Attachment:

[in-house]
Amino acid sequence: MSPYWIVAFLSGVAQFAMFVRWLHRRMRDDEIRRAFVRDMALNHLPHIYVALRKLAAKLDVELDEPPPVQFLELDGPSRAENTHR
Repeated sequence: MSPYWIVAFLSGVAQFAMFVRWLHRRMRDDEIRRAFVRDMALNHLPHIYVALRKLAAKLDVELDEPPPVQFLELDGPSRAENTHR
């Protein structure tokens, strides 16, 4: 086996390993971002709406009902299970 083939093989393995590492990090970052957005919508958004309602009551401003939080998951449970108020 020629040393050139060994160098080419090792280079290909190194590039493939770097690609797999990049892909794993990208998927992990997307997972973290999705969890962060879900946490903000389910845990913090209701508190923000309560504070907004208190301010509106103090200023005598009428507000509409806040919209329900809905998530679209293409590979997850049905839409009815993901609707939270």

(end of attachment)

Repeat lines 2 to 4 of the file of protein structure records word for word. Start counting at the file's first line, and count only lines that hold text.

Amino acid sequence: MSPYWIVAFLSGVAQFAMFVRWLHRRMRDDEIRRAFVRDMALNHLPHIYVALRKLAAKLDVELDEPPPVQFLELDGPSRAENTHR
Repeated sequence: MSPYWIVAFLSGVAQFAMFVRWLHRRMRDDEIRRAFVRDMALNHLPHIYVALRKLAAKLDVELDEPPPVQFLELDGPSRAENTHR
């Protein structure tokens, strides 16, 4: 086996390993971002709406009902299970 083939093989393995590492990090970052957005919508958004309602009551401003939080998951449970108020 020629040393050139060994160098080419090792280079290909190194590039493939770097690609797999990049892909794993990208998927992990997307997972973290999705969890962060879900946490903000389910845990913090209701508190923000309560504070907004208190301010509106103090200023005598009428507000509409806040919209329900809905998530679209293409590979997850049905839409009815993901609707939270």